Sir Philip Sidney
|Caption||Sir Philip Sidney. In the field, Sidney distinguished himself by fighting for the Queen (Queen Elizabeth I) in the Netherlands, and it was whilst facing a Spanish cavalry charged at Zutphen in 1586 that he was wounded by a musket ball. His horse got out of control, but its gallant rider refused to let another soldier lead it, in case the enemy should see that he had been wounded. Instead, he rode painfully back to camp. Weakly, Sir Philip Sidney called for water. Then, as he lifted the bottle to his parched lips, he caught sight of another wounded soldier. Immediately, the brave knight asked that the water be given to the man, with the words that have since become famous: "Thy necessity is yet greater than mine." Original artwork for cover of Look and Learn issue no 378 (12 April 1969). Scanned from transparency.|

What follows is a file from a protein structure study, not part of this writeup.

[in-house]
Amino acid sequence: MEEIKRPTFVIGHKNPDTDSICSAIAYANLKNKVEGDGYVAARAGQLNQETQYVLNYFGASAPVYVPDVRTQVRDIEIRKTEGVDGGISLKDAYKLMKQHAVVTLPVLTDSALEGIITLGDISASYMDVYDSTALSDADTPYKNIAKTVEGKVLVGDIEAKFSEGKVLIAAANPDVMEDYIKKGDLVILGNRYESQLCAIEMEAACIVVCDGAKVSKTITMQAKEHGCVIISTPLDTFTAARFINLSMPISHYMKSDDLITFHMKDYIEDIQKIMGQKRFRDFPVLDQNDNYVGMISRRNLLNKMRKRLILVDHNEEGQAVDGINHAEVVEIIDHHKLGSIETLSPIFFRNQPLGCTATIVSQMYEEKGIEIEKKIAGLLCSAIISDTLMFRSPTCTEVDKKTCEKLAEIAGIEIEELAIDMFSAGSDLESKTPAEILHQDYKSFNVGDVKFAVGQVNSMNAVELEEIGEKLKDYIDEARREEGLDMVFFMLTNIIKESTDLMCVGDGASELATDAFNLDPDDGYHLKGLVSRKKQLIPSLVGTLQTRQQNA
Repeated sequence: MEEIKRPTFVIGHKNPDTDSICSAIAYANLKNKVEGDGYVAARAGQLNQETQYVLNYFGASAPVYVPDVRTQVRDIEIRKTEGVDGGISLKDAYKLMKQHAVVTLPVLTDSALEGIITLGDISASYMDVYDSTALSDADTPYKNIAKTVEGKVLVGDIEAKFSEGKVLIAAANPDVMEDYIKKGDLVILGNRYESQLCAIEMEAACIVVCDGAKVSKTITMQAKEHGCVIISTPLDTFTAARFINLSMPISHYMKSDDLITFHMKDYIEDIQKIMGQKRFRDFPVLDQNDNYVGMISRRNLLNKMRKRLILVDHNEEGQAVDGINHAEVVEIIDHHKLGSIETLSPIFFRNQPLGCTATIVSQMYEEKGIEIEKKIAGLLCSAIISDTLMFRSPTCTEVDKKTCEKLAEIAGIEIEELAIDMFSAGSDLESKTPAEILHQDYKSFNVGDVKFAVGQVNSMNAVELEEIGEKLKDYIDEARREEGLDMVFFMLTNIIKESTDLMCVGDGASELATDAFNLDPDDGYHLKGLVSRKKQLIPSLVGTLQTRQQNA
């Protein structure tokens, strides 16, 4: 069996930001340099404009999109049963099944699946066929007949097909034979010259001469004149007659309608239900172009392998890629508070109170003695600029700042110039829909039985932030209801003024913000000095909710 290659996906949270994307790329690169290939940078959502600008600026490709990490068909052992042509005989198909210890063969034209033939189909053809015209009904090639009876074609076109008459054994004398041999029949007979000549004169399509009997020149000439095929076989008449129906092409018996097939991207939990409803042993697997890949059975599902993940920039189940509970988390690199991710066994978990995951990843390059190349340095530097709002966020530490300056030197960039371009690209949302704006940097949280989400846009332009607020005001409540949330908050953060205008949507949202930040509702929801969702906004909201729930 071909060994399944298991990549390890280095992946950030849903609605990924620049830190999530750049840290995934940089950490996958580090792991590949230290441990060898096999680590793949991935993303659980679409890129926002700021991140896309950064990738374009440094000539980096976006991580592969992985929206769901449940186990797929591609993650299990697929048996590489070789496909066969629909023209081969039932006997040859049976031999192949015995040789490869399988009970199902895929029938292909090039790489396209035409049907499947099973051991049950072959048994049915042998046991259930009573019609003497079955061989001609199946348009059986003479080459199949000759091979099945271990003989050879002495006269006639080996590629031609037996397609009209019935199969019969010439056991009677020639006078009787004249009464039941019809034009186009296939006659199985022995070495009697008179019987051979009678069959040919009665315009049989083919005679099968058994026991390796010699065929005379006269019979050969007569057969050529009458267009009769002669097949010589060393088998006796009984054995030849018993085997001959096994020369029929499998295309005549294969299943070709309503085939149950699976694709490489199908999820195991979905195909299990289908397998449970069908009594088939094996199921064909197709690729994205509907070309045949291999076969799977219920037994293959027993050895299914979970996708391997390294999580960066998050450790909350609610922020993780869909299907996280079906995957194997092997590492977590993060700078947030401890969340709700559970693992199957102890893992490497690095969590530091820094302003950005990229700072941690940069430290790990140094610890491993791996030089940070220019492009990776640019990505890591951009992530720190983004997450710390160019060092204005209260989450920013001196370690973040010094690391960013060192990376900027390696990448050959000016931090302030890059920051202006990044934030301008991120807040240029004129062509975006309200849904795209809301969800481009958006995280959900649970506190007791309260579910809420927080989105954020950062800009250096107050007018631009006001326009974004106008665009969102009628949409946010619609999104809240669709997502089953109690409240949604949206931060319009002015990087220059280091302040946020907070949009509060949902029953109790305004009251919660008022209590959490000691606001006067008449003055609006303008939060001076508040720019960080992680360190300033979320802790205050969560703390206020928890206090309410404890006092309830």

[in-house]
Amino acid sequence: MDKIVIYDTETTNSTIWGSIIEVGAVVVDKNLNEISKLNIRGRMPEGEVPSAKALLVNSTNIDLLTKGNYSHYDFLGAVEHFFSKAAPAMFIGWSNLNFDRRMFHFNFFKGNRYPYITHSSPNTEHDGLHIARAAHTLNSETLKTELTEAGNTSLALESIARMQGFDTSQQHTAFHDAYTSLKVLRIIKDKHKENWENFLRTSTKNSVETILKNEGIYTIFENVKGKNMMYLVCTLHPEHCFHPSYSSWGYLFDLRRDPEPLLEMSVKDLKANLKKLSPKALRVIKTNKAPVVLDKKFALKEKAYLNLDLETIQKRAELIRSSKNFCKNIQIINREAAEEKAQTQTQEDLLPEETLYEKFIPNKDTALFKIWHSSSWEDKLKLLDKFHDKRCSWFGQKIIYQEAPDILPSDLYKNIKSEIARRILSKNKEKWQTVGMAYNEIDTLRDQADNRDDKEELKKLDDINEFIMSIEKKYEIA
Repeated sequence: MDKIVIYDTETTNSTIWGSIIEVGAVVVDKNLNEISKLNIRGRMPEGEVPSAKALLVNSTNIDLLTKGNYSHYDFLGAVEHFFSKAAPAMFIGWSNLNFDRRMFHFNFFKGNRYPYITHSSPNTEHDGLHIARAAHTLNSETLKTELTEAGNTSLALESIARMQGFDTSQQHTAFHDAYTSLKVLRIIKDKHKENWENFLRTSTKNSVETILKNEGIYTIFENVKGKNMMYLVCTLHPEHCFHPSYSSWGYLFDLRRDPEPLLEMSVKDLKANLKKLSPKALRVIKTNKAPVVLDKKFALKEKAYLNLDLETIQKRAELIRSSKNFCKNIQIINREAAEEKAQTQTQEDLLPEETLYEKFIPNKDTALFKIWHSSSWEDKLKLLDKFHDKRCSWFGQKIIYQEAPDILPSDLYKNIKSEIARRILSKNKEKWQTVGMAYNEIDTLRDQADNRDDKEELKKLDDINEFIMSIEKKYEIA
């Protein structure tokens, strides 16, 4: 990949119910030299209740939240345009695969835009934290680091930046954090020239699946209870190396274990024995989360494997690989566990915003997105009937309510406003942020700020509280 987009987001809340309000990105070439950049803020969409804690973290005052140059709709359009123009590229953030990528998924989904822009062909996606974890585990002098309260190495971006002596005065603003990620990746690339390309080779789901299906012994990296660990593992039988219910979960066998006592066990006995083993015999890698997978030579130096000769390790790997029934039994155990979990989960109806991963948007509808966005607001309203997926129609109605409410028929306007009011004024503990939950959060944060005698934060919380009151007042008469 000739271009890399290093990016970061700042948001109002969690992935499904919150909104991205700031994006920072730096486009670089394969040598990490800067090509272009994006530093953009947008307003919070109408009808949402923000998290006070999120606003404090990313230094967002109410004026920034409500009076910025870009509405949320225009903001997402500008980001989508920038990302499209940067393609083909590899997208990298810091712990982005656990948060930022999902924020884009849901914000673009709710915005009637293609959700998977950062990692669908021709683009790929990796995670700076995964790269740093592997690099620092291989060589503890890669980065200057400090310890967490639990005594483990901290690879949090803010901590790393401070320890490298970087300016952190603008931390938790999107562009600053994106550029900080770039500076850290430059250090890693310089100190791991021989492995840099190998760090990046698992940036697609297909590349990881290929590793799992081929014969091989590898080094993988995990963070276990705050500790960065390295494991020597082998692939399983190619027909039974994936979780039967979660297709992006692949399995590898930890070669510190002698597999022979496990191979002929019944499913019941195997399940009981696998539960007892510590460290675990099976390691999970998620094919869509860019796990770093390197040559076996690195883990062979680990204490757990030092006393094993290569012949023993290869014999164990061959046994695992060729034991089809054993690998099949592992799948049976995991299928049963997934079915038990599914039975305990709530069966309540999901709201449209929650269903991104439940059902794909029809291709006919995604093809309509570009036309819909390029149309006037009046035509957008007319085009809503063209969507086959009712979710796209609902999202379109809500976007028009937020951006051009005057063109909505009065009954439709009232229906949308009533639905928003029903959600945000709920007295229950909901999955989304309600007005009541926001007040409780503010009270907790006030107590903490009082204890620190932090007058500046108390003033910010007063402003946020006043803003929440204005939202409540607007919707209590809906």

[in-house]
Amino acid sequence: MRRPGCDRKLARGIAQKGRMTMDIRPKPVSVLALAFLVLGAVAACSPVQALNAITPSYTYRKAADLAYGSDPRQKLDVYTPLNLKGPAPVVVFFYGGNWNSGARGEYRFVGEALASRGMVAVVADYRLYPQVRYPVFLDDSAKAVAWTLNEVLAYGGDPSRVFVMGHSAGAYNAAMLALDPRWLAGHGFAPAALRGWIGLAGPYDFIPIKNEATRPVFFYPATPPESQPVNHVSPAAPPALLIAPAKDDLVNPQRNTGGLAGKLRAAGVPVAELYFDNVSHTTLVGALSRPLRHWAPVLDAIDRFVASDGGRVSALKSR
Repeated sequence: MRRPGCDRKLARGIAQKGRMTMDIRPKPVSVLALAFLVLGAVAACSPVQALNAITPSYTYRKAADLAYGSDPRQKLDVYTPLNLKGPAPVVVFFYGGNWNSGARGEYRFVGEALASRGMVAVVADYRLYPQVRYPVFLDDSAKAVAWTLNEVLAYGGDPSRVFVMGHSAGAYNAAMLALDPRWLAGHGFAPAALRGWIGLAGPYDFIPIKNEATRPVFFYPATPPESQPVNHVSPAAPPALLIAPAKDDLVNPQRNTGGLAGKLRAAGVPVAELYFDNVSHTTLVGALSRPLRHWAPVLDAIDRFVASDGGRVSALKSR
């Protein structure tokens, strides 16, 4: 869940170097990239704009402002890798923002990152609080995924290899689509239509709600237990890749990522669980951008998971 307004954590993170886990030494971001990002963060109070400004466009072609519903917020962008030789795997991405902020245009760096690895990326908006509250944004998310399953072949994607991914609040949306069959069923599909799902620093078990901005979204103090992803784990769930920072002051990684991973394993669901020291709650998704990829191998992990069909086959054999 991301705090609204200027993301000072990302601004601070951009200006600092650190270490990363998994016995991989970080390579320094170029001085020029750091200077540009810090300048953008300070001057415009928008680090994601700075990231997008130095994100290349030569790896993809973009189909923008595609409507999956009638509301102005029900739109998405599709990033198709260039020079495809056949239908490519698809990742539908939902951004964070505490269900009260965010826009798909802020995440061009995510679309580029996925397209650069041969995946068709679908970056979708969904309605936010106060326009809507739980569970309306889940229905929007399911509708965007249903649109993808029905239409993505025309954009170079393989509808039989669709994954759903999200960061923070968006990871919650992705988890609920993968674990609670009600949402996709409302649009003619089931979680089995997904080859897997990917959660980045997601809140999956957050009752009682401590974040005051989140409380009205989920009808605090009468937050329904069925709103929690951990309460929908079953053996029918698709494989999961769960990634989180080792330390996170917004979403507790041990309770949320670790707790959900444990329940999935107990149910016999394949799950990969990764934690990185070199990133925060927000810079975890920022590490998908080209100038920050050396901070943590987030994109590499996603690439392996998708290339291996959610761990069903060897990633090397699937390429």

|Copyright notice||© Look and Learn|
|Keywords||Sir Philip Sidney poet universal man soldier Zutphen 1586 water thy necessity generosity help wound uniform tree overcast|
|Image ref||Maximum size available||Views|
|A000510||3,977 x 4,023 pixels||3,229|
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